Jarrett Stidham passed his first test for Auburn, but at Clemson is a very different story
New quarterback Jarrett Stidham passed his initial test in an Auburn uniform, throwing for 185 yards in a 41-7 blowout of Georgia Southern in Week 1.
But the former Baylor QB didn’t come to The Plains for home openers against non-Power 5 opponents. The 6-foot-3, 214-pounder is being asked to take the Tigers passing game into the stratosphere against the likes of Clemson, which awaits in Week 2.
While Stidham was good, he wasn’t great. He went 14-of-24 — that’s 58.3 percent — and totaled 3 touchdowns, two through the air and one on the ground. However, he was intercepted once and averaged just 1.9 yards on 9 rushing attempts. The Eagles, a relative newcomer to the FBS level, were only tied for 69th nationally against the pass in 2016.
The sledding will be much tougher Saturday at Memorial Stadium, where Clemson has one of the biggest home-field advantages in America.
The defending national champion is coming off a cakewalk of its own, having kicked Kent State to the curb 56-3. The Golden Flashes managed only 124 yards of total offense and completed just 1-of-5 passes in a 60-minute game.
With once-in-a-generation signal caller Deshaun Watson having left a year early to be a first-round pick in the NFL Draft, Clemson is breaking in a new quarterback in Kelly Bryant. He was awfully Watson-like in his first career start for coach Dabo Swinney, throwing for 236 yards and a TD while running for 77 and an additional score.
Stidham and Bryant both play the game’s most important position at a powerhouse program, but each is facing a different kind of pressure.
For Stidham, he’s being viewed as a savior for an Auburn passing offense that has been held together with duct tape and bubble game ever since Gus Malzahn returned as head coach. He’s supposed to be the difference maker through the air.
Even Nick Marshall, who was a few seconds away from winning a national title for the Tigers in 2013, was a converted cornerback and an unskilled passer. His successor, Jeremy Johnson, was a swing and a miss on the recruiting trail. Another transfer, John Franklin III — he of “Last Chance U” infamy — made next to no impact before packing his bags.
Sean White is a tough kid and won a fair share of games, but he has always been a square peg in a round hole running Malzahn’s system.
Stidham, conversely, has the kind of natural arm talent that you can’t coach. Originally a 4-star recruit who signed with Baylor and did some fine things as a true freshman in Waco, he left the Bears just as they began to unravel for all the wrong reasons.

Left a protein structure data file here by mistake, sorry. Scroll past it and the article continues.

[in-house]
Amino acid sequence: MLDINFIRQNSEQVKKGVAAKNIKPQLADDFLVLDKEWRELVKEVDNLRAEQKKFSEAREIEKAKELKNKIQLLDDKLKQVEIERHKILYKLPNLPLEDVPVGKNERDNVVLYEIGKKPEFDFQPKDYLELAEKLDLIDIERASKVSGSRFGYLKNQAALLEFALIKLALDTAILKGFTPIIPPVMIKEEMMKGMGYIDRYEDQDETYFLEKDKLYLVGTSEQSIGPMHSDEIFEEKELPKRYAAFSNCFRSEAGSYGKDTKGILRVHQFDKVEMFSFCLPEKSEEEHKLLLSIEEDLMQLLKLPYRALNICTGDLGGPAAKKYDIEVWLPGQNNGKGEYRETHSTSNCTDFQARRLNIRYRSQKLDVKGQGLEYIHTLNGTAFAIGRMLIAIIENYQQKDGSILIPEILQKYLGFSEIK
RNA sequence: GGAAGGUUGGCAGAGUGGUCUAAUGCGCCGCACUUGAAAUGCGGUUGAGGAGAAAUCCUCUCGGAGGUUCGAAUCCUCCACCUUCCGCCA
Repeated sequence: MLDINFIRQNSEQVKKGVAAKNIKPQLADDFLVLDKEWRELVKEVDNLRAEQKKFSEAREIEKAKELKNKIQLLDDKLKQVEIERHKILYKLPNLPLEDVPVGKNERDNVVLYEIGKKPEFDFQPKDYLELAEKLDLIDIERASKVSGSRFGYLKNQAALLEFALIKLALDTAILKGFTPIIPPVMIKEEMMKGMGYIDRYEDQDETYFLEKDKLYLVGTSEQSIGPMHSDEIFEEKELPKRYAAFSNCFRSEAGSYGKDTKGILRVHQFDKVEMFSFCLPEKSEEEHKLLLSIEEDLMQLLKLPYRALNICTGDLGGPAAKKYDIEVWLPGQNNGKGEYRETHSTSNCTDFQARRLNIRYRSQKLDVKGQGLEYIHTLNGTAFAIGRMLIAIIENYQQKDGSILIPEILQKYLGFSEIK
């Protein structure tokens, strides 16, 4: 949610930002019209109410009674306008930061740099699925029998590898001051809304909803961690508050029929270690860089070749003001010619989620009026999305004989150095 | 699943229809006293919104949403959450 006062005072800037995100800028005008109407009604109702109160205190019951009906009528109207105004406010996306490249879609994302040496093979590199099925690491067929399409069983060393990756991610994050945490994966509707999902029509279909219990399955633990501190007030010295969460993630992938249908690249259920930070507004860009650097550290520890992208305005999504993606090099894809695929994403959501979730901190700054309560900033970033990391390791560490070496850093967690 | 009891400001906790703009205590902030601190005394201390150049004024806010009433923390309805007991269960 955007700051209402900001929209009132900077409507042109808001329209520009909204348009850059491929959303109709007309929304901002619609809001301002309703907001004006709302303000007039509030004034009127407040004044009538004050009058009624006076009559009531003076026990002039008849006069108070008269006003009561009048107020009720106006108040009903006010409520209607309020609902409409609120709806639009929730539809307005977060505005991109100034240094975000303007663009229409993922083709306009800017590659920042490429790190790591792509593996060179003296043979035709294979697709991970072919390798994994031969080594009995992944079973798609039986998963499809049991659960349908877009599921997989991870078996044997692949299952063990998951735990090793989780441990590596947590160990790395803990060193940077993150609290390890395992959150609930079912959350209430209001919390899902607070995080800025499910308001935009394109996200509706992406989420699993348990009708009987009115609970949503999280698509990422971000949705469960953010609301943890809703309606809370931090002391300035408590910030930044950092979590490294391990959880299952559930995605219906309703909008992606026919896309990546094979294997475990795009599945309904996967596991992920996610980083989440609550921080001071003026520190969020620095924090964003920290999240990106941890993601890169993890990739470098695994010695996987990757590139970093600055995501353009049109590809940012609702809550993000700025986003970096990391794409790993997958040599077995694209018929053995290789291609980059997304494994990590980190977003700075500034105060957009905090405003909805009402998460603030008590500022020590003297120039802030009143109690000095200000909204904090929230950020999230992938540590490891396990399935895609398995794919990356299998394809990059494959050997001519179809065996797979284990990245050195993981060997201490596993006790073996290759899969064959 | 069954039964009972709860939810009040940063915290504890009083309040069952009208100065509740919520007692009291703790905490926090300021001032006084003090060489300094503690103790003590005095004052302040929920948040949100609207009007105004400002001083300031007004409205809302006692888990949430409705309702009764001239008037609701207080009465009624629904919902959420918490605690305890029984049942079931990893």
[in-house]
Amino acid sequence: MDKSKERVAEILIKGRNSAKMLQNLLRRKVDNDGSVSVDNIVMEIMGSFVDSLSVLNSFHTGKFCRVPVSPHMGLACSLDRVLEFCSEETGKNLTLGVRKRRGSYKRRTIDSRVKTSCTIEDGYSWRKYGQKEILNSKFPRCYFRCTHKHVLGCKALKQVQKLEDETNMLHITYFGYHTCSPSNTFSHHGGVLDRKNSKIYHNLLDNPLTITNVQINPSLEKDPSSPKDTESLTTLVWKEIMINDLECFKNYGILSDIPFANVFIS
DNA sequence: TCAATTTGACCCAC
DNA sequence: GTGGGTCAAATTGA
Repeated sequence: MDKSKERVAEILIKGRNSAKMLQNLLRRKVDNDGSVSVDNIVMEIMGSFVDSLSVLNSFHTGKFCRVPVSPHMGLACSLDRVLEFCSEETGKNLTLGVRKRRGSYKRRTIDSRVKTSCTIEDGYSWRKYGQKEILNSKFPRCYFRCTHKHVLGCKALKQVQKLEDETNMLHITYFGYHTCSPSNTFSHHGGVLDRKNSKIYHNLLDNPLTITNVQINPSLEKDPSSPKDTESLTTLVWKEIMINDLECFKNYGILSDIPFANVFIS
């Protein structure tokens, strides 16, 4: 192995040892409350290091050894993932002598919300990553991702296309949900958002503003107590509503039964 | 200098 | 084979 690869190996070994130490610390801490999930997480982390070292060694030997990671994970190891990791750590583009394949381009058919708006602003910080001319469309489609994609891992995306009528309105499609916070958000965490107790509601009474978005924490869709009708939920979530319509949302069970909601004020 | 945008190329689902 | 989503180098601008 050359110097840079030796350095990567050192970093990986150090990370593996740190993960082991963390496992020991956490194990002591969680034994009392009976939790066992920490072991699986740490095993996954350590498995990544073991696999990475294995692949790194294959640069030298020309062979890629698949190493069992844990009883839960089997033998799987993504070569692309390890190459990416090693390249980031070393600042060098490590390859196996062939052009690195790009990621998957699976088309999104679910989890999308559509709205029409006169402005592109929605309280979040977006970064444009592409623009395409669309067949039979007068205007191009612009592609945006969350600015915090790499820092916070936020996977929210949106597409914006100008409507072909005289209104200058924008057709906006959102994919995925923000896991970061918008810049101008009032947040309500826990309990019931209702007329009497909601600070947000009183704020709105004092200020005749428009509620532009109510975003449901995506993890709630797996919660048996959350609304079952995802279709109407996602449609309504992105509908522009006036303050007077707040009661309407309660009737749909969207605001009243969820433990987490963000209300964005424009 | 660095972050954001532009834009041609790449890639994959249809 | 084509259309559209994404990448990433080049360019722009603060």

It’s been suggested that Auburn is nothing more than a field general away from competing with Alabama for the West — and, ultimately, the College Football Playoff. Malzahn’s teams are always productive running the ball. Defensive coordinator Kevin Steele has done an outstanding job. Daniel Carlson might be the best kicker in the country, too.
He may have directed a 34-point victory, but it’s safe to say that Tigers fans expected more from Stidham in his debut.
For Bryant, now a junior, he played sparingly in 2015-16 as a backup. Since Watson is unquestionably one of the greatest players in Clemson history, if not the greatest, it’s impossible for Bryant to live up to such a lofty standard.
He has everything he could possibly need to succeed in the pursuit of another ring, though. Yes, the running game lost Wayne Gallman, but four different tailbacks scored a touchdown in the Kent State game. Yes, the passing game lost Mike Williams, but receivers Deon Cain, Ray Ray McCloud and Hunter Renfrow all return off last year’s roster.
Not to mention the fact that Clemson should be every bit as stout defensively and can be downright scary in the trenches.
Bryant’s path to getting his team back to the ACC Championship Game is also easier now that Florida State’s Deondre Francois will miss the rest of 2017 with a knee injury. The Seminoles may already be beyond repair in the Atlantic.
The best thing Bryant can do is be himself and not try to mimic Watson. Compared to Watson, Bryant was relatively unheralded as a prepster and not considered a can’t-miss prospect at the next level. While Watson started quickly as a freshman — he was special in a hurry — Bryant didn’t get a chance until his third year on campus.
He has a long way to go, but Bryant did enough to make Watson-drunk Clemson fans think he has a shot to be pretty solid himself.
One way or another, Stidham and Bryant will be the focal point ahead of this matchup. A casual look at each depth chart suggests that everything is in place. Both teams simply need a trigger man to be the final piece of the puzzle.
For Auburn, Stidham has to do more than Johnson, Franklin and White. He certainly has to do more than Marshall as a passer, although nobody expects him to be nearly as effective of a runner. Despite all the points put up by Marshall and Co. four years ago — 39.5 per game, to be exact — the aerial assault was mostly smoke and mirrors.
For Clemson, Bryant can’t possibly do more than Watson. Nobody can. But just coming close will make this club formidable again.
Stidham’s detractors have brushed aside his previous statistics at Baylor because it plays in the defense-optional Big 12. Let’s see if he can do it against SEC competition before deciding if he’s for real. Well, Clemson is about as SEC-like as the ACC gets.